Saturday, October 23, 2010

Crisis Pregnancy Centers and the Religious Right

An HBO trailer for the documentary 12th and Delaware.

On Saturday morning, I manned an information table at a community health fair for a non-profit I volunteer with. As luck would have it, my table was next to a table for the local crisis pregnancy center (CPC), bedecked with baby magazines, healthy pregnancy pamphlets, and sets of plastic fetuses showing stages of fetal development. (The fact that these were the same type of plastic fetuses that Lou Engle showed to children in Jesus Camp was a ominous sign.)

I played dumb and struck up a conversation with the CPC volunteer at the table, asking her what her organization did. She replied that the CPC provided consultations, pregnancy tests, ultrasounds, and donations to pregnant women, describing the CPC in clinical terms. Later, when she briefly stepped away from her table, I took a few innocuous pamphlets entitled "Healthy Pregnancy" and "The First 9 Months". When I looked at the back covers, guess who published the pamphlets? Focus on the Family!

The "Healthy Pregnancy" pamphlet was straightforward enough, presenting advice on prenatal care, nutrition, exercise, and unhealthy substances to avoid during pregnancy. I paused, however, at a passage that advised pregnant women to tune out or excuse themselves from women who inflict childbirth "war stories" on them -- as if the dangers and strains of pregnancy were inappropriate topics for polite company. The final page admitted that the female reader "probably didn't plan this pregnancy", but encouraged them to give their babies the best possible start in the womb, whether they choose to be a single parent, marry, or give the baby up for adoption. The "A" word -- abortion -- was never mentioned, much less entertained as an option.

The introduction to "The First 9 Months" pamphlet was more religious in tone, marveling at the creation of new life understood only by "the Creator Himself". The pamphlet devoted a page to acknowledging the fear that the reader might feel (presumably about an unintended pregnancy), suggesting that it is intended for women with unexpected or unwanted pregnancies. The rest of the pamphlet contained color pictures of fetuses in various stages of development, accompanied by detailed physiological descriptions of fetal development. The goal, it seemed, was to persuade the pregnant female reader to keep her fetus and give birth to a baby. The back of the pamphlet included contact information for Focus on the Family as well as a website for a Focus on the Family project called Heartlink.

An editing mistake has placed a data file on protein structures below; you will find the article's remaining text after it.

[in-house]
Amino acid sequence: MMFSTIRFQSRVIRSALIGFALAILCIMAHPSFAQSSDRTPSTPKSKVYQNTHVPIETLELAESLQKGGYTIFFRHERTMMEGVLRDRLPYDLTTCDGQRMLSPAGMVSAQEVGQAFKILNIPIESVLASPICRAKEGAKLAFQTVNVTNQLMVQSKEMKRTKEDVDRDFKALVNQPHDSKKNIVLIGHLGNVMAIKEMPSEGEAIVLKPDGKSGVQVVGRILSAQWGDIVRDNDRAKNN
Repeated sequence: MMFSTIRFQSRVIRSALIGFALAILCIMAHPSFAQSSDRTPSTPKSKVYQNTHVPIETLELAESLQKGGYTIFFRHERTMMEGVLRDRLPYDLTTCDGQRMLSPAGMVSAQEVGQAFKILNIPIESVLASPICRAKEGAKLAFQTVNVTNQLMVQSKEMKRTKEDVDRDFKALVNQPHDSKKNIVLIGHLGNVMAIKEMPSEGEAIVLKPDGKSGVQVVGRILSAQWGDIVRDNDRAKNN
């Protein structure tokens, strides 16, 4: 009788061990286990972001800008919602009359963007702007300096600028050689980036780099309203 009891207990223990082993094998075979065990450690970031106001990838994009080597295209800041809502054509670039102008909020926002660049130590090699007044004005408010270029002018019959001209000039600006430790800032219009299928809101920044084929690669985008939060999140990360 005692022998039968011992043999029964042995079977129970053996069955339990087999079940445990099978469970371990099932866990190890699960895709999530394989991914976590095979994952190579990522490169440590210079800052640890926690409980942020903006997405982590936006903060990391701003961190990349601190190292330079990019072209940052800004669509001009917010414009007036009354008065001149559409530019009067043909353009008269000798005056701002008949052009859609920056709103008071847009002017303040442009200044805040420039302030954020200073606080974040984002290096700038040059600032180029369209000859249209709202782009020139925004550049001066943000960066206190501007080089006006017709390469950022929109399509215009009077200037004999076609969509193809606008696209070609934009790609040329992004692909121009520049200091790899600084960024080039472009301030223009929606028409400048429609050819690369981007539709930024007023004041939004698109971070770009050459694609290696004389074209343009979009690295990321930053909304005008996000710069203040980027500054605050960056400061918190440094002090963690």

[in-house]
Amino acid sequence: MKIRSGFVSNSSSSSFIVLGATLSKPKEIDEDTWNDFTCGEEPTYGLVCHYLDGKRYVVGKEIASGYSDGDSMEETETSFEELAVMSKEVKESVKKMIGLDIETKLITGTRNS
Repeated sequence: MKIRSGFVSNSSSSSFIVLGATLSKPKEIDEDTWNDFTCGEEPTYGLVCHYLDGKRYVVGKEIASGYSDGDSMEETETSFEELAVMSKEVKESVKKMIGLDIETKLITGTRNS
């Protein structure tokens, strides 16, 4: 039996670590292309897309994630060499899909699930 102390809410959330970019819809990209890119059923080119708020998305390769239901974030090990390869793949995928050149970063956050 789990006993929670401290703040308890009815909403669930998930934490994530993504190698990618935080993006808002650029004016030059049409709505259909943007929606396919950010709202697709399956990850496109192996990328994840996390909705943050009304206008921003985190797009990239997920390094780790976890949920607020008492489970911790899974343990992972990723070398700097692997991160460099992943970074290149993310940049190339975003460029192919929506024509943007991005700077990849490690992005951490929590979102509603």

I visited the Heartlink website, and as I expected, it was anti-abortion, anti-emergency contraception, and conservatively Christian. One section of the website featured PDF pamphlets about the supposed trauma caused by abortion, misinformation about emergency contraception, and the supposed evils of RU-486. Thus, the CPC whose table I visited was distributing materials from a anti-abortion, fundamentalist Christian group with a disturbing political agenda.

It gets worse. Heartlink oversees a project called Operation Ultrasound, which provides grants for ultrasound equipment to qualifying "pregnancy resource centers". The overt intent of encouraging ultrasounds, stated in black-and-white on the website, was so they could be used to discourage pregnant women from seeking abortion. To receive Operation Ultrasound grants, clinics must meet three out of five of the following chilling criteria: (1) qualifying clinics must serve a metropolitan population of at least 500,000, (2) public funding for abortion is available beyond cases of rape or danger to the life of the mother, (3) the state in which the clinic is located received an "A" or "B" in the NARAL Report Card, (4) the city in which the clinic is located has four or more public abortion providers, and (5) the city has a population of 4-year university students of at least 15,000 students ages 18-26. Heartlink gives special consideration to clinics in cities that have been "targeted" for "high-volume abortions" by Planned Parenthood or another abortion provider. Thus, Focus on the Family's Heartlink branch is funding clinics that try to prevent women from exercising their right to choose. To boot, they are devoting money to areas with lots of young women and reproductive health provider presence, indicating that they want grantees to strategically compete with abortion providers.